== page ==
Marne: I belong to a critique group of seven, right now. The core group, four of us, have been together for eight years and the other three members are all relatively new. The new people help with giving new perspectives, which is great; but the core group is fantastic about never getting “old.” Even though we’re friends, that’s left at the door, so to speak, when the critique begins.

AARON: Okay, Marne, I want your best brilliant-marketing-campaigner-carnival-barker-used-car-salesman pitch for your paranormal romance novel due out this autumn, Goddess on the Run. Hit us with your best shot! Hook us like a carp looking for Velveeta.

Marne: How about this?

All Fomorian Hells are about to break loose on earth, making human souls the daily special, if the Tuatha de Danaan can’t stop it.
Teagan, a Celtic demi-goddess hiding from her destiny in small-town Colorado, wants nothing to do with her mother’s forgotten realm or the drama of a battle of the gods. And Merric is forbidden fruit she’s too smart to taste.
Merric, leader of the Tuatha de Danaan warriors, has other plans. Teagan holds the key to salvation, for both him and their worlds, whether she wants to or not. He’ll do whatever it takes to convince her of her duty.
But can he find the key to her heart?

AARON: Last question, let’s bring it all home. You live in Delta, Colorado, metropolis of the Western Slope. Which of your characters, from either novel, would be best suited to living in smalltown Colorado? Which ones would be the worst?

Marne: Delta County has a whopping 31,322 people, roughly in 1,150 square miles. This translates to 27 people per square mile, a 24-hour Wal-Mart, and one McDonald’s open until midnight within city limits. It’s a great place to raise kids with amazing imaginations. Teagan, the heroine of GODDESS ON THE RUN, would thrive in this town. She loves small towns, loves the people, loves the energy. Issie, the heroine of LOVE CHOSEN, is used to the bustle of her inn, the fast-paced, port-city life. She’d likely go stir crazy in a slow town like Delta.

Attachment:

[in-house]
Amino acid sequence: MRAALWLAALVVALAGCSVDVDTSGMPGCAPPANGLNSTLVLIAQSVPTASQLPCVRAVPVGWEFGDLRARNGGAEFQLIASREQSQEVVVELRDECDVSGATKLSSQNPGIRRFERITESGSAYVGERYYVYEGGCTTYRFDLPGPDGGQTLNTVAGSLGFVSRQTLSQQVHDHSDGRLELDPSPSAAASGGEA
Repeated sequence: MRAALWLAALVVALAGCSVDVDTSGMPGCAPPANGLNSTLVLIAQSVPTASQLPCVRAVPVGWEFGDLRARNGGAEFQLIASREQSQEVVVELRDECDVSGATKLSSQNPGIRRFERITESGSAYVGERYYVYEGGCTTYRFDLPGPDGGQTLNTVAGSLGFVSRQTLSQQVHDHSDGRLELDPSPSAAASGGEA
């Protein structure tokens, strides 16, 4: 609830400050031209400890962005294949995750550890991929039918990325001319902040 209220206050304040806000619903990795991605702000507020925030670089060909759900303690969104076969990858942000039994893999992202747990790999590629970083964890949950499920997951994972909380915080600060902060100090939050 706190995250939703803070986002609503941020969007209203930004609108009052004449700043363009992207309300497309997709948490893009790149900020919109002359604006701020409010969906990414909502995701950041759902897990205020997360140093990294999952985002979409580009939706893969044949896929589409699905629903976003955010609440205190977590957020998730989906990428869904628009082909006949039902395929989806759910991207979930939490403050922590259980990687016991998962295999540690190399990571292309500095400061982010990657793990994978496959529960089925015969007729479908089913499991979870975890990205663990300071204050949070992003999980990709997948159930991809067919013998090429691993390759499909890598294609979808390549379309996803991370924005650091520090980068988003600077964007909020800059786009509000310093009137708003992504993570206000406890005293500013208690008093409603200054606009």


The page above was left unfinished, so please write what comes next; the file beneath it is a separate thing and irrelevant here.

Aaron: Thanks, Marne!

Marne: Aaron, this was so much fun! Thank you! It was a blast! My husband said I gave you cauliflower ear, talking. I hope that isn’t the case… And if it is, put an onion on it. It’ll take care of any ear ache 😉


Check out Marne’s website
Marne on Amazon
Marne’s blog, Cowboys and Dragons at the Cafe
Marne On twitter



No cauliflower ears here.  Thanks for the two part interview!  Come and meet Marne and me at the Rocky Mountain Fiction Writers Gold Conference in September.  It’s the hoot of all hoots.  Later!

I Get Zodiacal and Go Rogue with Paranormal Romance Author T.L. McCallan

Tamara. The “T” in the T.L. stands for Tamara, like marinara sauce. You know when I first met Tamara? Of course, I started out embarrassing myself. (He did [TL]) I was at the Rocky Mountain Fiction Writers conference, I was at a table, and in walks this smokin’ hot blonde (Aw, shucks) who sits down in this cool dress. (It was.) Before I know it, I say, “That dress has a fabulous neckline.” Well, it did. And it wasn’t about the cleavage. (There was no cleavage…it was a halter neckline that went up to my ears, for crying out loud…MEN!) Okay, maybe a little, but not for long because Tamara is a force of nature. (Only when I’m drinking or writing) She could be one of my daughters. (Wha?!) And if you know my daughters, that is saying something. (Okay) She went rogue and published a book last summer and she is rockin’ the house right. (I totally am.)

A little about the book here. Tamara, insert a short blurb about the book here. Just your normal, short synopsis.

The Eighth House is a steamy, action-packed, paranormal romance which revolves around several of the twelve houses (signs) of the Zodiac. Specifically, The Eighth House focuses on the sign of Scorpio. And in the world of astrology, the Scorpions, both male and female, rule the baby makers, which means, if they’re attracted to someone, they want to get them horizontal…and in a bad way.